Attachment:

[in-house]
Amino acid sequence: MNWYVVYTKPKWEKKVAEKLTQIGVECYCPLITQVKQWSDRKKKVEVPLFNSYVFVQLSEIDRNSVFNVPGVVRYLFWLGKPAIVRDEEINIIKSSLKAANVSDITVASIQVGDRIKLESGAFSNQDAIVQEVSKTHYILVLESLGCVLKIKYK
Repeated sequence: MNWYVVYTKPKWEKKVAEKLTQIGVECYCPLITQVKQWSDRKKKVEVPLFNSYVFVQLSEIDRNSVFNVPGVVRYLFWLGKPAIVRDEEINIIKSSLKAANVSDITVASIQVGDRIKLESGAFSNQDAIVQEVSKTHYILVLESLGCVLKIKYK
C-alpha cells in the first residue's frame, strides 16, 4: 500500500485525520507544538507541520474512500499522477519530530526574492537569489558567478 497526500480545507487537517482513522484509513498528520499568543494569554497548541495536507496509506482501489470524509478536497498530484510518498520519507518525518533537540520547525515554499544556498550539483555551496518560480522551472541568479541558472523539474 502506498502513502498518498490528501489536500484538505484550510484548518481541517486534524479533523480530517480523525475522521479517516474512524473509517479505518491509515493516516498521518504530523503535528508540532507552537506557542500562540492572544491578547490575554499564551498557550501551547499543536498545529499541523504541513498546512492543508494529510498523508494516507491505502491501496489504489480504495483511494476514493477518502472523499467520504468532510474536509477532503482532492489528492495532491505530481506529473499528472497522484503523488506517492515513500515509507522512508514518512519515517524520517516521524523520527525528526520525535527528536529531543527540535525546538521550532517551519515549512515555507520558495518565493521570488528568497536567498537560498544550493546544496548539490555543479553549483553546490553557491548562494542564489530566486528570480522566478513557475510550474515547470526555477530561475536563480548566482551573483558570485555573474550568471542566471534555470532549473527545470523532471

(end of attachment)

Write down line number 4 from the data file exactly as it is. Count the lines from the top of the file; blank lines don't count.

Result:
C-alpha cells in the first residue's frame, strides 16, 4: 500500500485525520507544538507541520474512500499522477519530530526574492537569489558567478 497526500480545507487537517482513522484509513498528520499568543494569554497548541495536507496509506482501489470524509478536497498530484510518498520519507518525518533537540520547525515554499544556498550539483555551496518560480522551472541568479541558472523539474 502506498502513502498518498490528501489536500484538505484550510484548518481541517486534524479533523480530517480523525475522521479517516474512524473509517479505518491509515493516516498521518504530523503535528508540532507552537506557542500562540492572544491578547490575554499564551498557550501551547499543536498545529499541523504541513498546512492543508494529510498523508494516507491505502491501496489504489480504495483511494476514493477518502472523499467520504468532510474536509477532503482532492489528492495532491505530481506529473499528472497522484503523488506517492515513500515509507522512508514518512519515517524520517516521524523520527525528526520525535527528536529531543527540535525546538521550532517551519515549512515555507520558495518565493521570488528568497536567498537560498544550493546544496548539490555543479553549483553546490553557491548562494542564489530566486528570480522566478513557475510550474515547470526555477530561475536563480548566482551573483558570485555573474550568471542566471534555470532549473527545470523532471